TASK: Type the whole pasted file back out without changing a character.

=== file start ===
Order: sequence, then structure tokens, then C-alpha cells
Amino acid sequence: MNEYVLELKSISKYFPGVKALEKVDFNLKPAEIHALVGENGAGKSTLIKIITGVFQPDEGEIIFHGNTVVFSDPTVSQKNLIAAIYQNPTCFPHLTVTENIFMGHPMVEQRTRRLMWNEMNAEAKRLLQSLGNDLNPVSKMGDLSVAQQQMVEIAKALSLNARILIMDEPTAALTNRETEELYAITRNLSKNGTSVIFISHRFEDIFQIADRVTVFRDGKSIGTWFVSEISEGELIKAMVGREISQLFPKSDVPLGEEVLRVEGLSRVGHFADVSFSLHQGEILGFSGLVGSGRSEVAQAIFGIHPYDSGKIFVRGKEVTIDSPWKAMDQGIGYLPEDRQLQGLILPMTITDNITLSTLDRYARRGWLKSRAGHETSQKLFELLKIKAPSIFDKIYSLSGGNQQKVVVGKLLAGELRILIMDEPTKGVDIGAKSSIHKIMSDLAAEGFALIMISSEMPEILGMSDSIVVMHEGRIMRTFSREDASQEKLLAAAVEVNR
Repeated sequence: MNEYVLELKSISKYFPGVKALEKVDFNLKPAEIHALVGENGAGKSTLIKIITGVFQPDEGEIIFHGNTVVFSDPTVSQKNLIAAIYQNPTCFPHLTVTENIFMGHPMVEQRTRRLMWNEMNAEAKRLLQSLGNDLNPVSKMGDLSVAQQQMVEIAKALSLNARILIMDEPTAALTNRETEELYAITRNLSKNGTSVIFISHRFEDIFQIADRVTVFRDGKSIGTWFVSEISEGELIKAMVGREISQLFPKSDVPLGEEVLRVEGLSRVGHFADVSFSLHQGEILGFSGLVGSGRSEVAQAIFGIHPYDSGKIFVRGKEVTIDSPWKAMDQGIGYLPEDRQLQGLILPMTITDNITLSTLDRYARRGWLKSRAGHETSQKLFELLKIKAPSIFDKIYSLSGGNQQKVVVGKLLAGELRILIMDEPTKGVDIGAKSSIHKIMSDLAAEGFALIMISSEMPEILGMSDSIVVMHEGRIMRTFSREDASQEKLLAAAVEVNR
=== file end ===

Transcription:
Order: sequence, then structure tokens, then C-alpha cells
Amino acid sequence: MNEYVLELKSISKYFPGVKALEKVDFNLKPAEIHALVGENGAGKSTLIKIITGVFQPDEGEIIFHGNTVVFSDPTVSQKNLIAAIYQNPTCFPHLTVTENIFMGHPMVEQRTRRLMWNEMNAEAKRLLQSLGNDLNPVSKMGDLSVAQQQMVEIAKALSLNARILIMDEPTAALTNRETEELYAITRNLSKNGTSVIFISHRFEDIFQIADRVTVFRDGKSIGTWFVSEISEGELIKAMVGREISQLFPKSDVPLGEEVLRVEGLSRVGHFADVSFSLHQGEILGFSGLVGSGRSEVAQAIFGIHPYDSGKIFVRGKEVTIDSPWKAMDQGIGYLPEDRQLQGLILPMTITDNITLSTLDRYARRGWLKSRAGHETSQKLFELLKIKAPSIFDKIYSLSGGNQQKVVVGKLLAGELRILIMDEPTKGVDIGAKSSIHKIMSDLAAEGFALIMISSEMPEILGMSDSIVVMHEGRIMRTFSREDASQEKLLAAAVEVNR
Repeated sequence: MNEYVLELKSISKYFPGVKALEKVDFNLKPAEIHALVGENGAGKSTLIKIITGVFQPDEGEIIFHGNTVVFSDPTVSQKNLIAAIYQNPTCFPHLTVTENIFMGHPMVEQRTRRLMWNEMNAEAKRLLQSLGNDLNPVSKMGDLSVAQQQMVEIAKALSLNARILIMDEPTAALTNRETEELYAITRNLSKNGTSVIFISHRFEDIFQIADRVTVFRDGKSIGTWFVSEISEGELIKAMVGREISQLFPKSDVPLGEEVLRVEGLSRVGHFADVSFSLHQGEILGFSGLVGSGRSEVAQAIFGIHPYDSGKIFVRGKEVTIDSPWKAMDQGIGYLPEDRQLQGLILPMTITDNITLSTLDRYARRGWLKSRAGHETSQKLFELLKIKAPSIFDKIYSLSGGNQQKVVVGKLLAGELRILIMDEPTKGVDIGAKSSIHKIMSDLAAEGFALIMISSEMPEILGMSDSIVVMHEGRIMRTFSREDASQEKLLAAAVEVNR